Unfathomable. That’s what I would have said, if you told me this happens to people, before I experienced it. Unfathomable.
But it is a reality. It’s my reality. Almost four months have passed now, from that day. I am still grieving the loss of my beautiful daughter, and I imagine I will be for the rest of my life. I go through waves of grief, sometimes I feel incredibly normal and unchanged, as if I have forgotten what has occurred. Then something as simple as seeing my other daughter smile, will trigger me and I fall into the pain as deep as ever. I have learnt to manage my emotion, as that is the best thing I can do. I can’t forget it, nor can I erase what has happened. I will always have to manage my life and perception of life around the tragedy that is Leia’s death. I have to do all of this while raising my children, and loving my husband, and growing stronger as a human being.
Time has made things easier in most ways, and I have an incredible therapist. I use my writing as an expressive coping tool. The most important foundation for my healing comes from the people who surround me, though. People who care enough to imagine what our loss feels like- to appreciate what we are going through. These people are part of what has inspired me to share our story. Amazing people, like Susan, the nurse from the hospital, who held my hand. Nicole, our doula, who has supplied us with countless resources, a compassionate ear for listening and a huge encouraging heart. Our community donated money to us, which was unexpected but so very welcomed, after hearing about our loss. We have received countless heartfelt messages and well-wishes from not only close friends and family, but mere acquaintances and even strangers. It is this kind of compassion- simple gestures such as hugs and kind words, that helps to support the bereaved parents across the globe.
You may be surprised at how many people you know who have suffered miscarriages, stillbirth or the loss of an infant child. There is a statistic, that 1 in 4 pregnancies will result in loss. If you are one of those 3 lucky people, you are probably unaware that unlucky number 4 is even around. But we are here, grieving our lives away. It’s exhausting, the grieving. As grieving parents, we need to express our emotion in order to move on from it. We need to know that its okay to feel sad, angry, confused. Our reality never changes from what it already is. There is no do-over. We can’t fix things. Our children will always be gone, while we still exist to remember them. What we need is people who care about us, and are willing to listen. We need to feel like we still have a place in this world, grief and all. We need to know our children’s memories, which is all we have left if them, are making an impact on the lives of others. When we surround ourselves with a community of people who have the decency to appreciate what we have to say, or our decision to not say anything at all, it makes life a little bit easier. There is no rationalizing away the death of a child, there is only accepting it.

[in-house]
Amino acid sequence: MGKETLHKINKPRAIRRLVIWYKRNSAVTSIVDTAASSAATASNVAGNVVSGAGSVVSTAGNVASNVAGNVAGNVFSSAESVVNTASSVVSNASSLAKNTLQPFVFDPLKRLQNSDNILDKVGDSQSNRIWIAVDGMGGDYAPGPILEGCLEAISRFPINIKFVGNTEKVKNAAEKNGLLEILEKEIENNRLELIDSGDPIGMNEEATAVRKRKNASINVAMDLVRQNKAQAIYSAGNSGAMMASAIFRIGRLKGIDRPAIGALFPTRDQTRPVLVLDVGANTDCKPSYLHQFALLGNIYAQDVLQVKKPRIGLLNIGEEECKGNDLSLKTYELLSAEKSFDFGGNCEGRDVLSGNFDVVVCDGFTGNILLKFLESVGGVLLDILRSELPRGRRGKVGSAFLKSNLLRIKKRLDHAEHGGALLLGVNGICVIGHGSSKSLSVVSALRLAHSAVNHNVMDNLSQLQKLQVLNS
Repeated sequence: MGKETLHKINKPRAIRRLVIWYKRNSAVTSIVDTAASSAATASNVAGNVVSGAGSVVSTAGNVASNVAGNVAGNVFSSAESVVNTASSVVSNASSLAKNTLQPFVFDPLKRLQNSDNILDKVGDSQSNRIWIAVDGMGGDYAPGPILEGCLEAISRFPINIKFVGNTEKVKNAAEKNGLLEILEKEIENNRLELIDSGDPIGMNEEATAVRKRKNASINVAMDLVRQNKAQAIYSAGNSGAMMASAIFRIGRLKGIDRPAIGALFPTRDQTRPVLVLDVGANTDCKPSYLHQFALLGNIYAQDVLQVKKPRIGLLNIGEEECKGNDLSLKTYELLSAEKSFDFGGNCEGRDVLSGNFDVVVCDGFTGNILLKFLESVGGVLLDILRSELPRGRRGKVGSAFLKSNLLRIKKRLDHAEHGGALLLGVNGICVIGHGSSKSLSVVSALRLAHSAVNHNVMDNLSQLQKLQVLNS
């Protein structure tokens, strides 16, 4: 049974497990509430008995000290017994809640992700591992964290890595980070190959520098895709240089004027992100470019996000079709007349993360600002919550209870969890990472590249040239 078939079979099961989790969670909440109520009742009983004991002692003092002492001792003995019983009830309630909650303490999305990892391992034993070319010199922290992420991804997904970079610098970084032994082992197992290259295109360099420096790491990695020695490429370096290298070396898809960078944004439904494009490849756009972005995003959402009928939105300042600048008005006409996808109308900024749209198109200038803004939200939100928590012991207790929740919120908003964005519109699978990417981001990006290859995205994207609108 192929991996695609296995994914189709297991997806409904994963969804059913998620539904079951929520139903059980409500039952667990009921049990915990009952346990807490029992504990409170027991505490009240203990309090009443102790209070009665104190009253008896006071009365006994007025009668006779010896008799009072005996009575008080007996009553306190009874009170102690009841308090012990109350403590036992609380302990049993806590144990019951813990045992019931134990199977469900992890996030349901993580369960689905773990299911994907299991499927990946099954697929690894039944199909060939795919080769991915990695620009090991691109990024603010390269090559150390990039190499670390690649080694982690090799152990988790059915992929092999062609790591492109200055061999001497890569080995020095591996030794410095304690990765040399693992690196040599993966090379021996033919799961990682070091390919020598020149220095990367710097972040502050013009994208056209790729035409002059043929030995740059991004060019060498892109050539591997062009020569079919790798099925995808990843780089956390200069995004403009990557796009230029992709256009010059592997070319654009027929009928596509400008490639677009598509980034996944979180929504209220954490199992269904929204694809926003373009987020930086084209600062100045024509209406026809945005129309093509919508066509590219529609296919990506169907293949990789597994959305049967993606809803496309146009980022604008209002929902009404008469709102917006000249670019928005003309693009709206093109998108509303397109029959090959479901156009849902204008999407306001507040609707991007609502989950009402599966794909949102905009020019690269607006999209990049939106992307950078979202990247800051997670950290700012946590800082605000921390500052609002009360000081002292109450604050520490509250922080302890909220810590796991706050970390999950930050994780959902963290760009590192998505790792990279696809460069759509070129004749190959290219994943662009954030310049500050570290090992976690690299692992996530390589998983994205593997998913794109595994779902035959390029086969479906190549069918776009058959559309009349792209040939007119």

There were many reasons why I decided to persevere through the panic attacks, emotional triggers, and anxiety surrounding the story of my daughters death to write it out today. I want to encourage grieving parents to know they are not alone. I want to remember their lost children. I want others to have a glimpse into the pain that we go through, each day. Mostly, I want everyone out there who has a child to go to them and express how much they love and appreciate that child, and each moment that they have gotten to spend together.
I hope that you will find something in my words that means something more to you, and that you will share it with others. Thank you. –Erin Spahr
For those of us who may not have as much time or energy to actively participate, I encourage you to please share this story, the story of my daughter, Leia. Share it with those who may not know that grieving parents such as my husband and I exist.
As incredible as it would be to cure all childhood and pregnancy diseases, we have quite a ways to go before diseases like TTTS and stillbirth are a thing of the past. Not to say that donations to foundations that will aid in the research of preventing such tragedies from occurring aren’t appreciated, though. Please do donate! There are a vast amount of charities and foundations that would appreciate the funding. But as monetary donations aren’t always an option, I want more people to know about the alternatives. For example, there are charities who take donations of old wedding gowns, to turn into beautiful outfits for gone-too-soon babies to be buried in. Another charity uses photographer volunteers to capture everlasting, tangible memories for parents of their precious children. The website www.october15.ca has some great resources for those looking to donate or volunteer, please check it out!